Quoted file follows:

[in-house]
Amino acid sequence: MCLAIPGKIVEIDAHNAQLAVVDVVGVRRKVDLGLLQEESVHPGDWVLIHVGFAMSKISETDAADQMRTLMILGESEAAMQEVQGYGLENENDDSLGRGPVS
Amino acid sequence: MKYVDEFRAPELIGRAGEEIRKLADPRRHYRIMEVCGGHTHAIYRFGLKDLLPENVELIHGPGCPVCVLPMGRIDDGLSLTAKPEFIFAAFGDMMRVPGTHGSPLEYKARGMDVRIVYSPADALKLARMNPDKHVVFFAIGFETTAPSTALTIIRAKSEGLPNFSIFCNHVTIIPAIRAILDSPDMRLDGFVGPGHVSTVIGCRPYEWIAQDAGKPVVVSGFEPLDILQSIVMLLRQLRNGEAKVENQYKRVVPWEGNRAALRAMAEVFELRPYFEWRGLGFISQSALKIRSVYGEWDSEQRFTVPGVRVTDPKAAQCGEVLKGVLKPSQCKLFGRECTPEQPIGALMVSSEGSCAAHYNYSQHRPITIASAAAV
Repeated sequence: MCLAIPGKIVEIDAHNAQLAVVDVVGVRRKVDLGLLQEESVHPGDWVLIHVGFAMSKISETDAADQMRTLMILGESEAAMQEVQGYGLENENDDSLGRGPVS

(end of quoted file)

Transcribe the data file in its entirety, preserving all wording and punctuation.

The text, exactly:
[in-house]
Amino acid sequence: MCLAIPGKIVEIDAHNAQLAVVDVVGVRRKVDLGLLQEESVHPGDWVLIHVGFAMSKISETDAADQMRTLMILGESEAAMQEVQGYGLENENDDSLGRGPVS
Amino acid sequence: MKYVDEFRAPELIGRAGEEIRKLADPRRHYRIMEVCGGHTHAIYRFGLKDLLPENVELIHGPGCPVCVLPMGRIDDGLSLTAKPEFIFAAFGDMMRVPGTHGSPLEYKARGMDVRIVYSPADALKLARMNPDKHVVFFAIGFETTAPSTALTIIRAKSEGLPNFSIFCNHVTIIPAIRAILDSPDMRLDGFVGPGHVSTVIGCRPYEWIAQDAGKPVVVSGFEPLDILQSIVMLLRQLRNGEAKVENQYKRVVPWEGNRAALRAMAEVFELRPYFEWRGLGFISQSALKIRSVYGEWDSEQRFTVPGVRVTDPKAAQCGEVLKGVLKPSQCKLFGRECTPEQPIGALMVSSEGSCAAHYNYSQHRPITIASAAAV
Repeated sequence: MCLAIPGKIVEIDAHNAQLAVVDVVGVRRKVDLGLLQEESVHPGDWVLIHVGFAMSKISETDAADQMRTLMILGESEAAMQEVQGYGLENENDDSLGRGPVS